Categories: Business News

LIC turns heat on Infy, says it’s unhappy with goings-on

August 19, 2017 - 4:57pm
NEW DELHI: India’s largest domestic institutional investor (DII) Life Insurance Corporation (LIC) on Saturday turned the heat on IT bellwether Infosys, saying it was not happy with the way the management episode in the company was handled. The public sector insurance behemoth, which holds 7.03 per cent stake in India’s second largest IT firm, however, said it might not tender all of its shares to the buyback offer. It is too early to decide on the Infosys’ buyback offer, said an LIC official. Even if it does tender its shares, it will be partial, ET Now reported. Also read: Buyback may cap downside for Infy, but near-term outlook poor Bogged down by a bitter tussle between the company management and co-founder NR Narayana Murthy, the IT major on Saturday tried to woo shareholders with a Rs 13,000 crore share buyback offer. The buyback price was fixed at Rs 1,150 a share, a 25 per cent premium to Friday’s closing price of Rs 923 a share. On Friday, the stock tumbled some 9 per cent after the company’s CEO and MD Vishal Sikka put in his papers, citing a continuous campaign against him by Murthy. Many analysts have advised investors to tender shares given the promoter-board battle, uncertainty over the new CEO and MD and reports of some US law firms investigating company directors on possible securities fraud, which may keep Infosys shares under pressure for some time. Three US law firms -- Bronstein, Gewirtz & Grossman, Pomerantz Law Firm and Rosen Law Firm – have initiated investigation against Infosys amid concerns over whether some of the company’s directors or officers have engaged in securities fraud or other unlawful business practices. “Tender shares”, said Sanjiv Bhasin, EVP-Markets & Corporate Affairs at India Infoline, who believes the company is past its prime and the stock is in for underperformance for a long time. He said the company, which had rewarded investors so well in the past, has got embroiled in dirty boardroom politics and corporate governance issues, and is fast losing credentials. “Besides, the macro environment is challenging. Investors holding Infosys shares should tender their entire holding at whatever premium they get,” Bhasin said. Market veteran Ambareesh Baliga said despite the big Rs 13,000 crore buyback, major upside for Infosys shares is unlikely in the near term. Baliga expects the buyback offer to cap the downside for the stock.
Categories: Business News

Need of the hour is to keep the core of Infosys intact

August 19, 2017 - 4:57pm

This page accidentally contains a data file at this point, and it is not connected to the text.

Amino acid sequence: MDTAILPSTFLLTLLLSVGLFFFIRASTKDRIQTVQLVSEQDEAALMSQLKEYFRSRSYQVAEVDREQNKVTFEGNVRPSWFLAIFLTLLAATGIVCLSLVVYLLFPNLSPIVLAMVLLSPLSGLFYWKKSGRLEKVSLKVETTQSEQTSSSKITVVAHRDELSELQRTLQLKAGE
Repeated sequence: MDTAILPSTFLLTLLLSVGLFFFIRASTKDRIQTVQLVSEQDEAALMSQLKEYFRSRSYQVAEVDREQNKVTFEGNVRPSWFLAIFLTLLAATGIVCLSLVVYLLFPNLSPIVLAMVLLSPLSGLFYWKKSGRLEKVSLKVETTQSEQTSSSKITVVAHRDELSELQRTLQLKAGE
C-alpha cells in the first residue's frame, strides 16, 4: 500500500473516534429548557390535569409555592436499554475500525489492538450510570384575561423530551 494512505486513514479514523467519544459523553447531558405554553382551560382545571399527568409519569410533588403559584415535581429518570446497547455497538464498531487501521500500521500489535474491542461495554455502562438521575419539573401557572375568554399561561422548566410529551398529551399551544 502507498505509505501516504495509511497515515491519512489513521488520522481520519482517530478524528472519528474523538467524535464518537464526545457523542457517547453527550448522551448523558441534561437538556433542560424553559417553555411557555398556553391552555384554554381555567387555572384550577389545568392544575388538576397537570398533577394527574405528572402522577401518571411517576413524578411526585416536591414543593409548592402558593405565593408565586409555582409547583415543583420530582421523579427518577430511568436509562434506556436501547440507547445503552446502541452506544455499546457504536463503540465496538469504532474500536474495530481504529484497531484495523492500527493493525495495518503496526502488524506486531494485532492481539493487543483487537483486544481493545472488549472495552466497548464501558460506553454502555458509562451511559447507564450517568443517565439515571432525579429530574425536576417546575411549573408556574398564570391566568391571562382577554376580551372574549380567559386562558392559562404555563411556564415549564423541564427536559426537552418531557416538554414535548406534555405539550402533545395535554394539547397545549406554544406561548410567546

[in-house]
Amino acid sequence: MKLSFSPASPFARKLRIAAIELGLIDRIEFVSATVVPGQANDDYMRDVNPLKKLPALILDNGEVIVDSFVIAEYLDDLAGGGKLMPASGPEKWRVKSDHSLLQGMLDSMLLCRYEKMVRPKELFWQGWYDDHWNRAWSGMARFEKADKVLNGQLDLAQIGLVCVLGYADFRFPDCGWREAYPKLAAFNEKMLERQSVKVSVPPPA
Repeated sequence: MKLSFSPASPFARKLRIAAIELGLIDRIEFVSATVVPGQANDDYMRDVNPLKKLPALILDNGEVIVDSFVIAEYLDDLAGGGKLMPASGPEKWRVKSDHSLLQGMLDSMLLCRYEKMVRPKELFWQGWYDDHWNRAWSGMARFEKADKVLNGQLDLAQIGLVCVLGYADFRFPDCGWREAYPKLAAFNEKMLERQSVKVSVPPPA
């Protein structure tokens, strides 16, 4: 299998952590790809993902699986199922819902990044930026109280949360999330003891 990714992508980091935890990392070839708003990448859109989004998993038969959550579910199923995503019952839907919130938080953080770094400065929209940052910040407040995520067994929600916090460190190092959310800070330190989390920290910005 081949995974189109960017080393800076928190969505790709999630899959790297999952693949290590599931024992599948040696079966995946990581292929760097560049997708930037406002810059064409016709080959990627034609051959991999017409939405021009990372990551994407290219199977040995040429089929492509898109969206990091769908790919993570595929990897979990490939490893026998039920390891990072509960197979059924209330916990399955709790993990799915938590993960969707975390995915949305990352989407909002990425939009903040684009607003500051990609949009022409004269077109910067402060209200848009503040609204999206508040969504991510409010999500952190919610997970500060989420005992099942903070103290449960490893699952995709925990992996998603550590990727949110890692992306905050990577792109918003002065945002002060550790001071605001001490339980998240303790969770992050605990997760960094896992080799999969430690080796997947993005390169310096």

By Amit Kapoor Vishal Sikkas exit from Infosys seems to have been accentuated by the streak of comments made by co-founder N.R. Narayan Murthy. The comments bordered on complaints, raising issues of corporate governance and at time accusations. The episode, like a soap opera with significant twists and turns, has been played in public glare over the last few months. The resignation has had its first casualty by way of wiping off the value of Infosys stock on the bourses. The impact was close to Rs 22,000 for Infosys and Rs 700 crore of mark down for Murthy's stock. The episode rakes up significant issues about corporate governance and transparency, the agency problem (precisely the question of control between shareholders and professional management), important issues about the strategy of Infosys and the pressure to perform in a volatile global environment 1. VUCA Environment. The pressure seems to have been built on the enterprise while operating in a Volatile, Uncertain, Complex and Ambiguous (VUCA) environment. Today's business environment is bombarded with ideas countering the notion of globalisation and the negative impact of free trade. The benefits of globalization, driven by the free movement of goods, services, and information are countered by deeply seated myths and assumptions which smack right in the face of trade theorists. To top it all, the pressure has been further created by the current US administration's views on outsourcing and immigration. To bluntly put it, the world is in the throes of economic nationalism. 2. Business Model. The archaic business model of Infosys, driven by the idea of scale and labor arbitrage has come under severe strain. The debate for years has been the innovative potential of Infosys and the value the enterprise can create. To put this into perspective, we must look at the trajectories of growth, impact the firm has had on the global industry et al. The enterprises to compare here are Microsoft and Infosys who effectively started at the same time and have had trajectories of growth that are significantly different. I must as well admit that I have not been a great fan of Infosys of the past as it was built on the idea of exploitation of labor with abysmal levels of productivity numbers for its engineers. This is where the present team of Vishal Sikka, Ravi Venkatesan et al have been working quite hard and making admirable strides on redefining the business model. The effect of the new business model was as well visible through the rising productivity numbers of the enterprise and its talent. 3. Corporate Governance and Transparency. This issue needs to be assessed very carefully. It is clear that Murthy looks at Infosys having an impeccable record on governance and transparency. No one can find a reason to not follow the highest standards as espoused by Murthy. The practice needs to be followed to the hilt, though the issues need to be discussed within the confines of the boardroom. This discussion becomes important as Murthy cannot be seen as an activist shareholder who is at loggerheads with the management. The episode leads us to look deeply at the issues of corporate control in the country. It is not the first time that we have had battles fought between shareholders and professional managers. The Infosys saga can as well be seen through the lens of conflict of interest and control. To say the least, a conflict of this nature will not only undermine but has the potential to ruin the enterprise. It cannot be ignored that Murthy is the co-founder and has had a great stake in building the enterprise -- though the action of making the grievance public seems to have had a counterproductive effect. The situation at hand demands an immense level of maturity by all parties involved. This would require all parties concerned to tone down the rhetoric, stand down from their respective positions and sit across the table to discuss the issues. If this is not done on an immediate basis, the loss would entirely be felt by Infosys, the poster boy of Indian IT Industry, that I am sure wouldn't liked by Murhty, the board or Infosys stakeholders. We must keep in mind that all organisations need to change, evolve their business model and adapt to the new realities. This will certainly have to be done while keeping in mind that the core of Infosys is kept intact which in itself seems to be jeopardised at the moment. (Amit Kapoor is chair, Institute for Competitiveness, India. The views expressed are personal. He can be contacted at amit.kapoor@competitiveness.in and tweets @kautiliya.)